1. Haha it would be a bit awful if I didn't like it! Yes the Speckled Woods over this side of the channel are a reddy brown colour - it's a different subspecies. I don't see many Scorpionflies and have only ever seen one male and when I first saw this one I thought something was eating it! Having a camera to show you what you are really seeing is great. :-)

  2. Stunning, clear and sharp photos Mandy.
    Amanda xx

    1. Thanks very much Amanda - was hoping the photos wouldn't look too odd because I noticed such a difference between the Mac screen and my old PC. I'm not turning on my old PC anymore because it was doing my head in!! :-) Also strange because my blog has now got much narrower columns but I'm not going to fiddle because I'd made it fit right for the old screen... just shows everyone views things differently! :-)

  3. Awe...I feel so sorry for you having to get used to your new Mac ;-) Must be torture Mandy? ;-)

    Anyhow..another update chock-full of excellent photos. I like the scorpion fly particularly, I see lots of these of both sexes but have yet to see one robbing a web-or a male presenting a female with a present, which I believe they also do.
    The speckled wood is a beauty..I think I remember commenting before about the difference between your 'Frenchie' ones and our 'Blighty' ones ;-) Also the peacock photo is great, they have the ability to look almost 3D in photos I always think; can't say I have noticed any smaller ones here though.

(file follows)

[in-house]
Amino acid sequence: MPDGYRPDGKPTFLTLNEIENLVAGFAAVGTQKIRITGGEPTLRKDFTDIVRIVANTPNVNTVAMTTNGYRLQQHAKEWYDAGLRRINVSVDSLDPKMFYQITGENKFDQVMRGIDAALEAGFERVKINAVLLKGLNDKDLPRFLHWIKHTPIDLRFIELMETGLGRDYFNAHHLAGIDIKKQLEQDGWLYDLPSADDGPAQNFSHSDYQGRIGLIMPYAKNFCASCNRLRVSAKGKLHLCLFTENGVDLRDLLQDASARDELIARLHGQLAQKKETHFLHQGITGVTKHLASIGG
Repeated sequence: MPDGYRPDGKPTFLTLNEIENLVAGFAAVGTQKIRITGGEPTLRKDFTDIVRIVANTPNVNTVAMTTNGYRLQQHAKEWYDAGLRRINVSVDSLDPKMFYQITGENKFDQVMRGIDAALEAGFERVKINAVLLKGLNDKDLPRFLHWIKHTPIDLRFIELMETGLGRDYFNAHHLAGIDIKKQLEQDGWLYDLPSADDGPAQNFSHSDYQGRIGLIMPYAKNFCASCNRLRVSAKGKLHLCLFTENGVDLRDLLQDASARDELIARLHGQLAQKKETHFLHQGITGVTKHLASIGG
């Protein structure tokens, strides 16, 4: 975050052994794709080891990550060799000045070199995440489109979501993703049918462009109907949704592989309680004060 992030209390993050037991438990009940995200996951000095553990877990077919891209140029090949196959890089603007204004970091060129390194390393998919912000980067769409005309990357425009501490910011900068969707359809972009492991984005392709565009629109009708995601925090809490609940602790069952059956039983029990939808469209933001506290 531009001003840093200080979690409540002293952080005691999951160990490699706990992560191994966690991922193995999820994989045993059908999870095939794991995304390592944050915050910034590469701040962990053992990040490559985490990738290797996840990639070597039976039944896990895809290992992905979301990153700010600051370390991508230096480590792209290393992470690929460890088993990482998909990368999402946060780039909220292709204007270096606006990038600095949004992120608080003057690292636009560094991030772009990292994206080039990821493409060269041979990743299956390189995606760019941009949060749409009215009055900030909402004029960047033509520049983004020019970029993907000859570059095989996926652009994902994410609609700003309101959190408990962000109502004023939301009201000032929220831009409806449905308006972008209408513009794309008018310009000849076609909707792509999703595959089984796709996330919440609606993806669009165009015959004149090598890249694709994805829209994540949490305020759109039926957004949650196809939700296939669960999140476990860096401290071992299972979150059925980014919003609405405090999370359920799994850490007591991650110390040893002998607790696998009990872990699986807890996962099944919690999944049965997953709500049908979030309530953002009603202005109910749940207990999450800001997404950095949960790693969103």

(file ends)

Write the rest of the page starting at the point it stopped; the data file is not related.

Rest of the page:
BTW..I am not being lazy by not using capitals for butterfly/insect names, it's just that I read up on it all and the consensus seemed to be that unless you are starting a new sentence/paragraph, it's only necessary to use caps for Latin/scientific names? That's my excuse anyhow ;-)

    Oh and the 'Notify me' thingy was working this time ;-)

    1. Yes it is a shame JJ but I think I deserve it as I've been using a really ancient slow PC! :-)

      I mostly see female Scorpionflies and never two together yet. Did see a bigger Peacock yesterday. Note the capital letters (lol), think it just comes naturally to me but I don't think it is very important in things like comments.... however I'm old school and wouldn't drop the capitals in posts. Plants however, well I get confused there as sometimes I do, sometimes I don't. I just try to be consistent!

      Anyway thanks very much and I am glad your Notify Me is working. :-)

  4. Yes too! In fact I have just been writing a blog update and found myself using caps ;-)

    Not sure which is correct myself but capitals seem to look better? Maybe I'll revert to using them then LOL (in caps) ;-)

    1. I will have to come and see what interesting things you have found - just been giving myself a really serious kicking because I went out without a camera and found my first ever Hairstreak in my garden - a Purple Hairstreak (I think, I tried to memorise some markings but the purple when it opened its wings was quite obvious). I'm SO annoyed!!!

      Anyway, LOL is incorrect, would you really write "I'm Laughing Out Loud at your remark/comment/joke"? ;-)